Core Training Workout Routine - A Good Core Training Workout Routine Takes More Than Ab Exercises
 

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Congratulations on starting your new program! :thumbs:

I started lifting in February (I don't use very heavy weights :3oops:), and I am HOOKED. I've never looked or felt better, and I find that I'll squish in a workout even on days I really should rest.

You probably have DOMS which should subside in a few days. It can be painful as heck, but it really is a good feeling pain. Personally, I prefer to do at least a 5 minute warm up of some sort of cardio just to warm up the muscles, work out, cool down exercises and then full stretching. I do believe stretching is key to not getting DOMS. Well, that and not overworking your muscles. You also need to make sure you eat plenty of protein afterward. If you're not a cottage cheese fan, become one. Oh, take a warm whirlpool bath for DOMS, and you will be in Heaven.

In between lifting days, you can do something light like pilates or cardio until your body is used to the weights. That will help with the soreness and also keep you in the habit of working out.

Good luck. :)
 

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Soreness (or DOMS: delayed onset muscular soreness) is the bodies response to resistance during a period when the said muscle is "stretched". For example, the soreness you would get from sprinting 16 100m dashes would greatly exceed that of running the same mile, or even two. Reason be, when you are sprinting, you are extending your legs more so than running while simultaneously requiring more "force" to cover ground at a greater rate.

Same basis applies to resistance training. There are a few ways to go about it; all depend on three elements. 1.) Genetics: Is your body highly responsive to muscular stimulation? A genetic freak will be able to withstand (from a fatigue perspective) multiple full range of motion resistance exercises, while the other end of the spectrum would feel instant fatigue (and then soreness) after the first set. 2.) Pain threshold: self explanatory yet often overlooked. Even if you like the feeling of soreness, its probably not a good idea to overload your legs on a Sunday afternoon when you work in an office building that requires you to climb up (and down!) 100 stairs per day. That and you'll look ridiculous doing it. 3.) Knowledge base: not only is it important to employ proper form (if for nothing else than a means to decrease your risk of injury), but proper nutrition, hydration, and recovery aid. Feed the muscles what they need (protein) and as quickly as possible following resistance training. Dehydration has been shown to lead to muscle fatigue. Lastly, it is a very bad idea to stretch sore muscles, especially when soreness is really bad if they are not properly warmed up. More muscular injuries are caused by improper stretching than anything else.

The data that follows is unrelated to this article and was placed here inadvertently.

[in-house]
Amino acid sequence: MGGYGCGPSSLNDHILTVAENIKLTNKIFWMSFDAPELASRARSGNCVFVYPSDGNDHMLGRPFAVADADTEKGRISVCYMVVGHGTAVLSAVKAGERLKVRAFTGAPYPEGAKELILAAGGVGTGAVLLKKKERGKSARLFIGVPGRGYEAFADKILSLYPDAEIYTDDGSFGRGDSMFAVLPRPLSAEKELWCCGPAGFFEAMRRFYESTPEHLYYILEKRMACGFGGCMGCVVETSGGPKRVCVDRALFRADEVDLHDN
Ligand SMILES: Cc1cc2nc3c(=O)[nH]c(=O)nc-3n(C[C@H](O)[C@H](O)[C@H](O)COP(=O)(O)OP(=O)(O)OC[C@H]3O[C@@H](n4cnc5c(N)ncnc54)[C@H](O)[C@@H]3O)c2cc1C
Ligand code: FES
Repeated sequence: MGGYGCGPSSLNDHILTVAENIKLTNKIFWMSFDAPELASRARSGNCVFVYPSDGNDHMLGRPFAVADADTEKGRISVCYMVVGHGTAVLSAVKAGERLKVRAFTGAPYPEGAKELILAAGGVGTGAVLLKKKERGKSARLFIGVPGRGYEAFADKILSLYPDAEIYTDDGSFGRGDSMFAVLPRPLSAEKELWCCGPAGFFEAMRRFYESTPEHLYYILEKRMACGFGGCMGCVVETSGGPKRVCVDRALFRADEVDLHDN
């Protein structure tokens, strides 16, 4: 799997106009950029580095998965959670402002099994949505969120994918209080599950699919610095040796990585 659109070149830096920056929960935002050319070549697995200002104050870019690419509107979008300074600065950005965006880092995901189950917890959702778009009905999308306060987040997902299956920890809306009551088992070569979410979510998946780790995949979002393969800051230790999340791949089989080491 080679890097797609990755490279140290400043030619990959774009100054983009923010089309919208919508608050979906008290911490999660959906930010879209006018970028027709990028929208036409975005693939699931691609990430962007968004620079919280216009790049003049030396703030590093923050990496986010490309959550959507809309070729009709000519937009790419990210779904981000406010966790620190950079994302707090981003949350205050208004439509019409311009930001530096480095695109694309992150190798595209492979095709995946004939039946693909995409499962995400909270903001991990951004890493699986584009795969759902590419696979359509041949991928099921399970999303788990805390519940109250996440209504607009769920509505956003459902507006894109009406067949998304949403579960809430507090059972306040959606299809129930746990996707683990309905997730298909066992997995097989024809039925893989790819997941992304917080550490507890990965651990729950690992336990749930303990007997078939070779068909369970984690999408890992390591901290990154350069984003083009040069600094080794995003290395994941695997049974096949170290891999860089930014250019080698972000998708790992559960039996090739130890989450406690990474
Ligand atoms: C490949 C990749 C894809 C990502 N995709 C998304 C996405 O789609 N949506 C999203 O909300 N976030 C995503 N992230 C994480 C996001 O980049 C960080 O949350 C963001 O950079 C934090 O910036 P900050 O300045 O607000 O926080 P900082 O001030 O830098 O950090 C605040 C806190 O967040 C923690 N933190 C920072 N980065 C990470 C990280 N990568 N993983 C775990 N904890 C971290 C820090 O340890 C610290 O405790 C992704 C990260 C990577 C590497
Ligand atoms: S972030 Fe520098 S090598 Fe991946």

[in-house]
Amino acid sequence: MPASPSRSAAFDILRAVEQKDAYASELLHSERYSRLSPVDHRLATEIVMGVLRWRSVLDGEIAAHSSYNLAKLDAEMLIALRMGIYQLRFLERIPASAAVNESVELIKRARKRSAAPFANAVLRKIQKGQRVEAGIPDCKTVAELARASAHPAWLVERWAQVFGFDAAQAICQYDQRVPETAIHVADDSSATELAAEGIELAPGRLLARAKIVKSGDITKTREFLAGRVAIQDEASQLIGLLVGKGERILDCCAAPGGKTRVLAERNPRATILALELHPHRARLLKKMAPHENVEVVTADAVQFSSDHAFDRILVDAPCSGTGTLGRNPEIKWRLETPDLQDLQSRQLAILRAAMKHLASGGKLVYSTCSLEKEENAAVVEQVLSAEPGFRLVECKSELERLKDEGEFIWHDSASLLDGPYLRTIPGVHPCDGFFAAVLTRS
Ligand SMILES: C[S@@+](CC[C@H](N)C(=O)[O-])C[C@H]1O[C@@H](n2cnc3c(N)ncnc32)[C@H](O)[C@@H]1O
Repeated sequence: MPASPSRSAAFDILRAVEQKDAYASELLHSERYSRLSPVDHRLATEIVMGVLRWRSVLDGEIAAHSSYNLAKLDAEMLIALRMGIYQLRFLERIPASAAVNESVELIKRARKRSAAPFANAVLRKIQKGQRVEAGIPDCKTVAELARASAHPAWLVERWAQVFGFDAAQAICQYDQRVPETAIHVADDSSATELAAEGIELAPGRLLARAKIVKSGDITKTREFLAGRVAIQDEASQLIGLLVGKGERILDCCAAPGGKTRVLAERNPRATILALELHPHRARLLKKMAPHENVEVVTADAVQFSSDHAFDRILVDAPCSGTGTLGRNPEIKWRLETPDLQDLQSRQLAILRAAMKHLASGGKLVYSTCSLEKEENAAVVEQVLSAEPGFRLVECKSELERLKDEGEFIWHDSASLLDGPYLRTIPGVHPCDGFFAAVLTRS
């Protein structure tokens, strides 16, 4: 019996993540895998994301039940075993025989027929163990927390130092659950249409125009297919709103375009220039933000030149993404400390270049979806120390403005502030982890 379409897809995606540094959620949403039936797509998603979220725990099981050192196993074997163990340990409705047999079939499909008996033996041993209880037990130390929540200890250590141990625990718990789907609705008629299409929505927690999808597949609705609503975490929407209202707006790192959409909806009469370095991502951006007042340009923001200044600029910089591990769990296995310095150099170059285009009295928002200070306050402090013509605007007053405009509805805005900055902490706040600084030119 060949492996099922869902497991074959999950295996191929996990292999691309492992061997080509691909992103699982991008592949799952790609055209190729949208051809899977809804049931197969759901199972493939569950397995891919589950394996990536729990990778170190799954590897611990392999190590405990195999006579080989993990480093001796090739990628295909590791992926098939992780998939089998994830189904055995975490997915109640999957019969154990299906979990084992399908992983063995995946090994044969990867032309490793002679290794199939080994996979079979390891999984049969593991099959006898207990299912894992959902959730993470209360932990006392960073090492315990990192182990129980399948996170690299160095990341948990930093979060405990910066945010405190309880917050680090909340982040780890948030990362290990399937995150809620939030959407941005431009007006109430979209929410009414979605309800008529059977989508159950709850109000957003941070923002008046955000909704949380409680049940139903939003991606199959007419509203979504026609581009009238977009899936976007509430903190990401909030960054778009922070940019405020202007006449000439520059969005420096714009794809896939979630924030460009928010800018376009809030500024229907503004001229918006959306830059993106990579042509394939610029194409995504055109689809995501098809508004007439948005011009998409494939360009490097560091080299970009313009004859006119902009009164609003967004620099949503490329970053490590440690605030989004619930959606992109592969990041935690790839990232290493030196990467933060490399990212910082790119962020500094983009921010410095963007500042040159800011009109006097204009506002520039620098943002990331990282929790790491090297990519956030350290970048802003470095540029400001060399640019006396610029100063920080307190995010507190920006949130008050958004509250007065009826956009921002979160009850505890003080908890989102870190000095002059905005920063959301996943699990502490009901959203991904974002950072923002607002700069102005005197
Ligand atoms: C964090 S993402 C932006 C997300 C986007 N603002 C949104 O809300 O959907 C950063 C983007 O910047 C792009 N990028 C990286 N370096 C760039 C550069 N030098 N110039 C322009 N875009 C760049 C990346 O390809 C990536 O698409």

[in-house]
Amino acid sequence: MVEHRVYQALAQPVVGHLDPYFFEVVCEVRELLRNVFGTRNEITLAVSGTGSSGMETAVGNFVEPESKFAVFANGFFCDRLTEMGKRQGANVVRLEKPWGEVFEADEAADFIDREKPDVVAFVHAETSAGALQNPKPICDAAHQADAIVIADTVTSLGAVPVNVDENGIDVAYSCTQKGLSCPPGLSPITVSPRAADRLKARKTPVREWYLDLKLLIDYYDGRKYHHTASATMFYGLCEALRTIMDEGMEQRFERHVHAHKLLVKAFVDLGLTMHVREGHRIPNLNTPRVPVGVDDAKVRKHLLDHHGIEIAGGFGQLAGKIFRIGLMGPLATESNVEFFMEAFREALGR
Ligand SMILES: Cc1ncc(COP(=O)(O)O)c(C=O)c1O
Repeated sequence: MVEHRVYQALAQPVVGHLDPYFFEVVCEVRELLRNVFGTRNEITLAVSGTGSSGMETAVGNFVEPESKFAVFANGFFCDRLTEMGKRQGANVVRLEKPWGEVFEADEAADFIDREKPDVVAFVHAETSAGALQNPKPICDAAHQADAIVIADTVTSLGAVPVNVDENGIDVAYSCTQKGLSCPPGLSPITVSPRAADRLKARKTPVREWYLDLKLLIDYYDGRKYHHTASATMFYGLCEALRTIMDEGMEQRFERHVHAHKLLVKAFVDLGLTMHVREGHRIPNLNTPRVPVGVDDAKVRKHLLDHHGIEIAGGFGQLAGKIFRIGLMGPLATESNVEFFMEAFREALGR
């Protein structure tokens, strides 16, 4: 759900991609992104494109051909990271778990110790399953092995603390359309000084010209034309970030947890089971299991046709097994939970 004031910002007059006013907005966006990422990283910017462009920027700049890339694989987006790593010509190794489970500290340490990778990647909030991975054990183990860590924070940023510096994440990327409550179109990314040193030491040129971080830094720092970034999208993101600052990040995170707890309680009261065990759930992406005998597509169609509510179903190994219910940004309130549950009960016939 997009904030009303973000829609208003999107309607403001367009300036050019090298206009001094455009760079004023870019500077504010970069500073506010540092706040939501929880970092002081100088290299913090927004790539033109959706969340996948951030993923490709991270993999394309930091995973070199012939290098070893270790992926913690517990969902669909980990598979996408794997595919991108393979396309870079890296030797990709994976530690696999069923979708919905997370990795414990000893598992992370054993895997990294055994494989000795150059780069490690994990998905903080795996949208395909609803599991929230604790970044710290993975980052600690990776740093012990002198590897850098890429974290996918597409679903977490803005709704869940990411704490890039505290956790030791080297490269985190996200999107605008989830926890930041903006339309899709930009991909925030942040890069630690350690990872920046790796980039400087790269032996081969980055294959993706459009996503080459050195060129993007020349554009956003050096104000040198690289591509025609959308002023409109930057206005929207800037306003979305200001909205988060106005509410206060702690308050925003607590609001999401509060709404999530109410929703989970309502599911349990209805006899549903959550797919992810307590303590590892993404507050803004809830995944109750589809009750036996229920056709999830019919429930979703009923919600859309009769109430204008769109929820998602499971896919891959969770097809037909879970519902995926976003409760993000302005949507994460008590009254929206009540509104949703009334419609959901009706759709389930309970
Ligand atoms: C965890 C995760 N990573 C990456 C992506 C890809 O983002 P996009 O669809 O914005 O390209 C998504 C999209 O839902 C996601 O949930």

In closing, the duration of your pain will rely on how long it takes you to allow your body to assimilate its new requirements. If its something you plan on doing for the foreseeable future, you will require much more time if you are only going once or twice a week.

Good luck:2wave:
 

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DOMS comes from an inadequate warm up leading into resistive or aerobic exercise and/or an inadequate cool down/stretching period at the end of exercise. The warm up is important because it prepares the peripheral areas for work through vasodilation of the blood vessels in the areas to be worked. The cool down is important because it still causes muscle contractions that facilitate the return of the blood flow from the peripheral portions of the body to the cardiopulmonary center(heart/lungs) where waste is removed from the blood and blood is reoxygenated. The soreness is less a function of the work you did, but rather a pooling of deoxygenated blood/ cellular waste products in the peripheral area.
 

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Oh and another stupid question: How long are you supposed to rest between each set?
All depends on what your weight lifting is geared towards. Power, strength, or muscular endurance is the first question I would ask you.
 

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Your soreness will last longer if you avoid working your muscles (IE: waling stiffly, sitting down/laying down more than usual to avoid feeling sore, avoiding full strides and movements of arms/legs during daily routine). If you use your sore muscles to their full extent while doing everyday things it will help stretch and get rid of the soreness sooner. The more "clamped up" you are the longer it will last.
 

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It is normal. But, I think you should start with a moderate amount of weight lifting and increase it gradually of a long period of time, to give you muscles a chance to build up. The muscle pain will go away after a while, and likely wont happen after you gain a level of fitness, but I would build up very slowly. And, be sure to do plenty of gentle stretching after a weight lifting session.
 

Kandahar

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All depends on what your weight lifting is geared towards. Power, strength, or muscular endurance is the first question I would ask you.
To quote Kevin Spacey from American Beauty, "I just want to look good naked." :lol:
 

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To quote Kevin Spacey from American Beauty, "I just want to look good naked." :lol: